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Why Would You Remove Half a Baby’s Brain?


Baby blue eye
Image credit: archetypefotografie

When Lillian Grace Salerno was a year and a half old, she wasn’t climbing the furniture. She wasn’t walking. She wasn’t speaking. And she was suffering up to 300 seizures a day.

Medication wasn’t working, and experts proposed an astonishing treatment in order to save the little girl’s life: remove half her brain.

A recent article on describes the Salerno family’s journey. As a newborn, Lillian Grace seemed normal. She first showed signs that there might be a problem around six months of age. “She wasn’t reaching milestones,” explains her mother, Sandra Salerno.

Through dogged investigation, the Salernos found out that a rare virus called CMV had infected Lillian Grace in utero. An MRI of the baby’s brain at eight months revealed that the virus had devastated more than 90% of its right side.

But why would that part need to be removed? Dr. Neil Feldstein, director of Pediatric Neurological Surgery, explains:

There are a number of rare but devastating conditions seen particularly in infancy that cause catastrophic epilepsy. In these instances, medication cannot control the seizures, and the babies cannot acquire normal developmental milestones. Under these dire circumstances, removing or disconnecting the affected side of the brain can stop the seizures

But what about those developmental milestones? Surely removing or disconnecting an entire side of the brain would prevent a baby from ever reaching those? In fact, this is not the case. Once the seizures stop, infant’s brains are incredibly ready to adapt. Dr. Feldstein continues:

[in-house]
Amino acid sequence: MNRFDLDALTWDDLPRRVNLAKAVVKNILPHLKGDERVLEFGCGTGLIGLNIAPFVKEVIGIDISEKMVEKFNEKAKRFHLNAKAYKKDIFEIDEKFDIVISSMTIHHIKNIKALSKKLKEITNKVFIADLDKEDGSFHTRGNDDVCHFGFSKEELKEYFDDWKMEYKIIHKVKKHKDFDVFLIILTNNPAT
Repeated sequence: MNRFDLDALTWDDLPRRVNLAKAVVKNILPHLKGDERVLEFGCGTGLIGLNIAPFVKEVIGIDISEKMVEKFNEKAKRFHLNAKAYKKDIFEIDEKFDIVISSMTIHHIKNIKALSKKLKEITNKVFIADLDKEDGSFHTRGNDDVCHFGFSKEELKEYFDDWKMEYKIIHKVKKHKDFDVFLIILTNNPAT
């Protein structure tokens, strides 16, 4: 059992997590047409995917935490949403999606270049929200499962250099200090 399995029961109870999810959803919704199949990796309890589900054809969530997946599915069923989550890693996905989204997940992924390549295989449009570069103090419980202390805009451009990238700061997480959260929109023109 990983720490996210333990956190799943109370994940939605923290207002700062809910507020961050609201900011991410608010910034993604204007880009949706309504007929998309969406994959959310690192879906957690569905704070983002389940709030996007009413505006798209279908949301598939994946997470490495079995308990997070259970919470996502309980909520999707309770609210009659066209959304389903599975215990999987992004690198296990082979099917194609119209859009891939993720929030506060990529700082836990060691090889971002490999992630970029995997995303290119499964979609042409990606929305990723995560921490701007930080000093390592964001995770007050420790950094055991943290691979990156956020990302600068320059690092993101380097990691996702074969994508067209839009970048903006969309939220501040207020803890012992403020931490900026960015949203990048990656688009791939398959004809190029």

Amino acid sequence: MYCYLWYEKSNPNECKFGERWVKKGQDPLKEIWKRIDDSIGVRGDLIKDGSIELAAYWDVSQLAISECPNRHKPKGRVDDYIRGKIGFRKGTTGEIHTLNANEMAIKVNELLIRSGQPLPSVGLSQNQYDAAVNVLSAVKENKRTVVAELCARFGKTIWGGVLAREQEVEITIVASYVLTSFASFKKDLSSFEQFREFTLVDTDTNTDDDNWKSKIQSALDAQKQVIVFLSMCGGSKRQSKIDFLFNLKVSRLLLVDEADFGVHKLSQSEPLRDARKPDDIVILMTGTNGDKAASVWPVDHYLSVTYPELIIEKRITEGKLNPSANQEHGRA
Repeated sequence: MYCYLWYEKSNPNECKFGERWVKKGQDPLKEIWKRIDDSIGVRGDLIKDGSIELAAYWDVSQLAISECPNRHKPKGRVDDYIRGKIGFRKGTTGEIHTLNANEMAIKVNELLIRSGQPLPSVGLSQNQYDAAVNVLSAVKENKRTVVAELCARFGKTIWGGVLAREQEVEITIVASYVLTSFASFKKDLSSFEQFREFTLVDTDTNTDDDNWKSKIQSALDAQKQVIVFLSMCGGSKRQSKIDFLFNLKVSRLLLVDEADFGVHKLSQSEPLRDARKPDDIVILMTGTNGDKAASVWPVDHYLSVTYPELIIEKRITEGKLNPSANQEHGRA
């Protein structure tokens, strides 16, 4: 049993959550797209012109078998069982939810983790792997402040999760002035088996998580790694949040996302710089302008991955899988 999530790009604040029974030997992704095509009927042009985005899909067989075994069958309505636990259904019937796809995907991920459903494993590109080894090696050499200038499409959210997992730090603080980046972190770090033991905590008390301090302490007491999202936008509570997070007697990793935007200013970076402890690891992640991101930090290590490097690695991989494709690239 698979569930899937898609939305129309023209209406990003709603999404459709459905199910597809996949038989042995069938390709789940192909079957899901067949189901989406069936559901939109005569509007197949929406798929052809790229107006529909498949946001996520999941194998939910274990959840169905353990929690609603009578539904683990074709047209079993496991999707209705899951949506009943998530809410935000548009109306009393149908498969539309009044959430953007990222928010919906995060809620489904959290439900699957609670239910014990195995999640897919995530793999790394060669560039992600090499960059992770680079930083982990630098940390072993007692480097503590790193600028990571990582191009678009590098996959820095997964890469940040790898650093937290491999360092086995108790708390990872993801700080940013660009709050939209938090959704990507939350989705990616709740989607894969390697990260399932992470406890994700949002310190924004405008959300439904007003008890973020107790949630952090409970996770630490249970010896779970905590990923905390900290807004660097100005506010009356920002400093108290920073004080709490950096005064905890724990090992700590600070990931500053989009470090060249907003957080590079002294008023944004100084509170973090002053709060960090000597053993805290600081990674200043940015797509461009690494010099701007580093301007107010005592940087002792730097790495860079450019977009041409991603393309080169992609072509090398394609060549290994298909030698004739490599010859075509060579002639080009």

In infants, this can be very well tolerated. Due to the high degree of recovery, or plasticity, seen in this age group they can recover near-normal function over time. In our epilepsy center, we have treated many such infants and children. While the anxiety and stress on the parents and families is enormous, the end results have been uniformly successful and the families ecstatic. 

And such was the case for the Salernos. “Post-surgery, she’s a different child than she was before,” says Sandra about Lillian Grace. “She’s very active, loves playing with dolls, likes to try to do everything that her big sister does. She’s walking now…she never was able to walk before we did brain surgery, so her personality has really started to come out.”

The article about Lillian Grace has been making the rounds on the Internet, educating its readers about the rare virus, CMV, that caused such trouble for her. Dr. Feldstein hopes that readers also come away knowing  more about the full range of options available for treating catastrophic epilepsy.

Clearly such surgery cannot be contemplated lightly. But I would encourage families whose children have such persistent epilepsy to seek out opinions from pediatric epilepsy centers to see if all options for their child are being investigated.

Read more about Dr. Feldstein on his bio page here.


patient journey

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